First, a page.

Mac enthusiasts react to WWDC news

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Macintosh users are an easily excitable bunch. After the leak of G5 information late last week, excitement and anticipation regarding Steve Jobs' Monday keynote reached a fevered pitch, surpassing the buzz created when Apple previously blew its own horn for the iMac rollout, or iTunes' launch. At the Apple Store at Palisades Center, a crowd of eager Macintosh faithful made the mid-day trek to watch Steve Jobs deliver his message to the masses.

Not surprisingly after recent events, most of those in attendance who were questioned came "to see the G5."

"I want to see if they release the G5," said Chad Wollman, a high school student from nearby Clarkstown North. "I saw the Apple site a few minutes after the images went up."

Wollman described the specifications as "awesome. I currently have a [15-inch iMac]. I was a Switcher, so that was my first Mac."

Wollman though is looking forward to a new tower, because he feels his iMac isn't upgradable. "If I knew then what I knew now, I wouldn't have gotten it. I'd have gotten a tower."

Questioned prior to the keynote, Wollman, who said he'd buy a 2GHz Power Mac G5 right away, added that a lack of product announcement would leave him "disappointed." Pressed to explain what a high school student would do with a 2GHz G5, Wollman asked rhetorically "what couldn't I do?" A big Unreal Tournament player, Wollman wants something "where I don't have to lower the settings to play UT."

Judi Sohn has made the trip to the Palisades store from her home in Stanford, Conn. Sohn, who traveled to the store for the Jaguar release party, came because she too wants a new machine. "I've got money burning a hole in my pocket, I want to buy a G5," she said.

Sohn, like all the other thirty people gathered in the store's theater, spent pre-keynote time discussing the veracity of reports about the new system. "My first thought was 'MacHack is going on right now, congratulations guys.'"

"I'm more interested in a G5 than in 10.3. [Panther] is nice, but I've been ready to buy a new desktop for months," said Sohn. "If there's no new G5, I'm not sure I can hold out much longer. But if it's announced today, I'm not buying today."

Still, Sohn is looking forward to some features of 10.3. "[iChat AV] will be important. I've got a client in South Carolina I've never met. It'll be great for Grandma too. She wants to see pictures of the grandkids."

James Lauser, a student at Rensselaer Polytechnic, and another recent Mac switcher is more excited about 10.3 than about any new hardware. "I have no money so I'm not in the market," said Lauser.

Mac OS X is what drew Lauser to the Mac. "I love the OS," he said. "I want to see what's next. The rumor is that it's got BSD 5."

Lauser who was a Windows user from Microsoft's v2.0 release, was moved by the Mac OS. "At the time [of my switch] I was getting into UNIX. My school was very heavy into UNIX."

Lauser is set to buy 10.3 "as soon as it's available at my school's store. I saw pictures off the [Internet]. Exposé looks interesting, but I'm not sure what it does. I don't use iChat, I probably won't use [iChat AV], though."

Jobs' WWDC keynote was an obvious hit for attendees and caused quite a stir with those at the Apple Store at Palisades, as well. Cheers erupted several times. Fast User Switching drew the largest applause, while the new iChat features and announcement of iSight resulted in a rapid series of head turns as customers here looked to see if the new product was somehow visible in the store; to their dismay, it was not.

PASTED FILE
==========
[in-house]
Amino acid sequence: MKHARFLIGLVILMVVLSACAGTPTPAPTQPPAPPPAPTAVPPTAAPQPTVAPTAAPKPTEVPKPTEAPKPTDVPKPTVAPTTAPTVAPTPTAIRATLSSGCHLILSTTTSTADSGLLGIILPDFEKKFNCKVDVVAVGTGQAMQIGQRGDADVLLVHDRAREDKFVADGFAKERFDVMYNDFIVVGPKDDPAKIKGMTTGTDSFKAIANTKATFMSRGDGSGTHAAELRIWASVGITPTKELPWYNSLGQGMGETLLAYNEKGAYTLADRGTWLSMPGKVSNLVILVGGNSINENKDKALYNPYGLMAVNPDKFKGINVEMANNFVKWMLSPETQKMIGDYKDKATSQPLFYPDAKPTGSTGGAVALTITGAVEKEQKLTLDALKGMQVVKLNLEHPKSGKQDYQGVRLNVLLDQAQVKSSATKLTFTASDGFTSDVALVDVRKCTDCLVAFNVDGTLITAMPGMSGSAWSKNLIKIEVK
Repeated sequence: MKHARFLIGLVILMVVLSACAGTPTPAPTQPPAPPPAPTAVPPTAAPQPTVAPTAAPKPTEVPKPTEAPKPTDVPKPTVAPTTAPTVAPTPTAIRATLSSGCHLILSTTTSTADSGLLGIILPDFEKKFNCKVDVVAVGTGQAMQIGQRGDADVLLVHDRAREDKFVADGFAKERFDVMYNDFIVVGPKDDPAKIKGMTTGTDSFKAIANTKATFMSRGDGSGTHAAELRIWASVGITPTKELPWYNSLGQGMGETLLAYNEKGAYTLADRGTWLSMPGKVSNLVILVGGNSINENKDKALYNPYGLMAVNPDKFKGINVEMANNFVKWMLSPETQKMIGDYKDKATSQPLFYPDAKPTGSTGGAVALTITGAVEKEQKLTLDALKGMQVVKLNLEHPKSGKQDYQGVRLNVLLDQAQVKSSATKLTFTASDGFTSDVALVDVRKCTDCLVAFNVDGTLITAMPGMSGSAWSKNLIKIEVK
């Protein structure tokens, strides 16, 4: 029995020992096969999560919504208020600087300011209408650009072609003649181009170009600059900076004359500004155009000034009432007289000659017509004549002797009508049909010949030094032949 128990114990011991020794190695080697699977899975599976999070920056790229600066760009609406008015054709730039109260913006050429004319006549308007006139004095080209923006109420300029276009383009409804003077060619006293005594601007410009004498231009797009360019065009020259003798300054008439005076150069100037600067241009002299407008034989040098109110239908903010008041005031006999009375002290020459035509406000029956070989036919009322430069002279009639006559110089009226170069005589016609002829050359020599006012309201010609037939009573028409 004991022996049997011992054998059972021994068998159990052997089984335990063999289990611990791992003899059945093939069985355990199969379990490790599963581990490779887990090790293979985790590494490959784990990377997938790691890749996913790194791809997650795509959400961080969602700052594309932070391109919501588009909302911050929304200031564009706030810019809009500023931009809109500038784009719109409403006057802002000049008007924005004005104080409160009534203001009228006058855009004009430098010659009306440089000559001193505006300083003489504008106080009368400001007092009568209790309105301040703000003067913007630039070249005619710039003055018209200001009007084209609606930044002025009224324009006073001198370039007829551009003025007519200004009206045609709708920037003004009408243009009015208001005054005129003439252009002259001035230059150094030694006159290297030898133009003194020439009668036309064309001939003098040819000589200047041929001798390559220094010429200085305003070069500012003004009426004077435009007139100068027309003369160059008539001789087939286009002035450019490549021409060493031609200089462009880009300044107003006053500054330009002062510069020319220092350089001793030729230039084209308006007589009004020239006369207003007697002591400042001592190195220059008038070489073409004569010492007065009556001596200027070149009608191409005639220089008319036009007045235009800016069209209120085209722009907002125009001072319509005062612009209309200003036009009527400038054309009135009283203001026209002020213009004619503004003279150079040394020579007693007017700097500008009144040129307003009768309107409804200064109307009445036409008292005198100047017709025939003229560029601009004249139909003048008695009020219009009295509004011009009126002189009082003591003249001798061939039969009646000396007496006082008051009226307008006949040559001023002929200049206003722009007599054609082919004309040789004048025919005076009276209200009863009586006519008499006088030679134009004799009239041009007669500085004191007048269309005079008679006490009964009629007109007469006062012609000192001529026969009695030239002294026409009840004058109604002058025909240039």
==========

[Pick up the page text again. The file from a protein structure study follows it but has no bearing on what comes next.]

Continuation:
Growing silent during the demonstration of the developer tools, the crowd again got excited when Jobs announced "one more thing." By the time the first G5 specifications were announced, the assembled group (now up to around seventy or so people) became absolutely rabid. Clapping and cheering erupted in the room. All conversation stopped however as the specifications were announced, and many PowerBooks lids were propped open as people began to hop on iChat and share in the news.

Several people wandered out of the store during the testimonials and videos, but most remained to the end to see if Jobs had any more tricks up his sleeve. When the keynote ended, beaming faces were seen all around.

"It was very impressive," said Justin Lender who lives nearby the store and was equally impressed with both the OS and the new hardware. "I like that OS X has some more stuff to show. It's better than anything else, and now it shows it."

Lender finds himself using mostly portables, but today's keynote has him thinking. "That new desktop makes me want to pick up one, and I didn't think that was possible."

One spectator, John Amigo, traveled from Teaneck, NJ (about thirty minutes away) for the broadcast. "It's even more than we were hoping for," he said of the entire keynote presentation. "The OS has so many surprises. I'm looking forward to the changes in the OS. The new OS is fascinating."

Amigo too has found himself considering a new desktop even though he is a laptop user. "I'm probably going to wait to see when they put a G5 in a laptop, but I don't know. It's got me thinking."

And what of Judi Sohn, the Mac user with money burning a hole in her pocket? After Jobs' keynote speech she was found on the phone, discussing her upcoming purchase with her husband on her cell phone. "All I want to know is when the store will go up with the new machine so that I can place my order."

This story, "Mac enthusiasts react to WWDC news" was originally published by PCWorld.

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